Bikes loaded and ready:
Bye Rick, Girl dog and Black dog...
We're on our way!
Now, since we were already south of Knoxville, we elected to skip the first hundred or so miles of the TAT since it would have meant driving north to Jellico, only to follow the TAT back south, so I pieced together a route that hooked up with the TAT by traveling almost due west from Rick's
Do we lose bragging rights to officially having done the TAT in its entirety? Sure.
... But I don't think I did so bad with my route:
Crossing the Clinch river near Oak ridge, where I used to go with the rowing team on our spring break to train:
First gas stop where we met a couple of ADV riders who were out riding sport bikes on twisties and wished us well on our journey.
I don't remember their screen names, or real names:
Didn't even remember to get a photo until they were taking off. Raises an interesting point of where my head was at (can't speak for LDF). So much prep and planning. Attention to details. Anticipation. Anxiety. You know how you're not supposed to do anything to your bike the week before a big ride? Well, we definitely broke that rule. How far would we be able to ride each day? Was Albuquerque too ambitious? How technical? how challenging? where would we find food? gas? Where would we be sleeping that night?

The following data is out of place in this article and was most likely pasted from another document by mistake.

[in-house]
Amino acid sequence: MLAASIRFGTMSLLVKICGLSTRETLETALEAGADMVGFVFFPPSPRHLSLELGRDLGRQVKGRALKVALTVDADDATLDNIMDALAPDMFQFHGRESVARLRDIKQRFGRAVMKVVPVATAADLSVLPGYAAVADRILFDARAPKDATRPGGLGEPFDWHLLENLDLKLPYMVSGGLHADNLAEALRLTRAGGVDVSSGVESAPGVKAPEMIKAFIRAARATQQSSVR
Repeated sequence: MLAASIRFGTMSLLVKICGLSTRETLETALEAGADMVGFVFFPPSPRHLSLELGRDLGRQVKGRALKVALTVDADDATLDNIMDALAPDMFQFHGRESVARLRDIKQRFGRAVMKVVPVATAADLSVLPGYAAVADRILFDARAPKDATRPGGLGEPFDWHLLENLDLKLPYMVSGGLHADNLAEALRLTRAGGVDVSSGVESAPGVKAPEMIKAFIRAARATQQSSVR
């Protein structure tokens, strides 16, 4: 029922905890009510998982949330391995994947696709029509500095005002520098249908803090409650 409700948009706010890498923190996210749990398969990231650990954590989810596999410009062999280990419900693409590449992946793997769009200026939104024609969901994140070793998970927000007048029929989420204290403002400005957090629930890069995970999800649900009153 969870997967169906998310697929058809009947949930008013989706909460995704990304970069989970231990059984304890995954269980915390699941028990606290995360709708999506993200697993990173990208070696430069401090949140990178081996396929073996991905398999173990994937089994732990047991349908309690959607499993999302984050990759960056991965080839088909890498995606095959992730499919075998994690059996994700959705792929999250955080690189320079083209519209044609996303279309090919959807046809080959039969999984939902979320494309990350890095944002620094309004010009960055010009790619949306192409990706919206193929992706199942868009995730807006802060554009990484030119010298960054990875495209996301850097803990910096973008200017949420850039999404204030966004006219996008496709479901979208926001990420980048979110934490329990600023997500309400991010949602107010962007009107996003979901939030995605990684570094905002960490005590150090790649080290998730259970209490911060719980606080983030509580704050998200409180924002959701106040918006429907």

It really took a couple of days before we started to relax and enjoy. Remember to stop and take out the camera. Appreciate the scenery. Savor the curves. In retrospect my head wasn't in the game. Or rather, I wasn't seeing the forest for the trees.
This photo is a perfect example of that: I had chosen a road which was closed. If you look to the right, there's a sign for an overlook. We were so focused on rerouting and getting on our way, and not losing time, and making up ground, that not only did we fail to take the time to ride what, two minutes out of our way to spend 3 minutes enjoying what was I'm sure a nice view, but we (I at least), didn't even see the sign until now when I'm looking at the photo.
But after a few days, we eventually got a handle on how much distance we could cover in a day, it took much less time to make and break camp. We developed a system for figuring where we would eat dinner and sleep each evening... And we really started to relax and enjoy.
We eventually hooked up with the TAT proper, and in fact, TN, while having nice and twisty secondary roads, is 80-90% paved.
But it was good for LDF to get used to a bike that was completely new to her. And she did great.
So somewhere near Chattanooga,
we found a campground, drove about 7 miles into Manchester for groceries, beer and gas, and settled in for the night.
Whispering Oaks campground, I think... although there was a state campground nearby at Old Stone Fort State Park.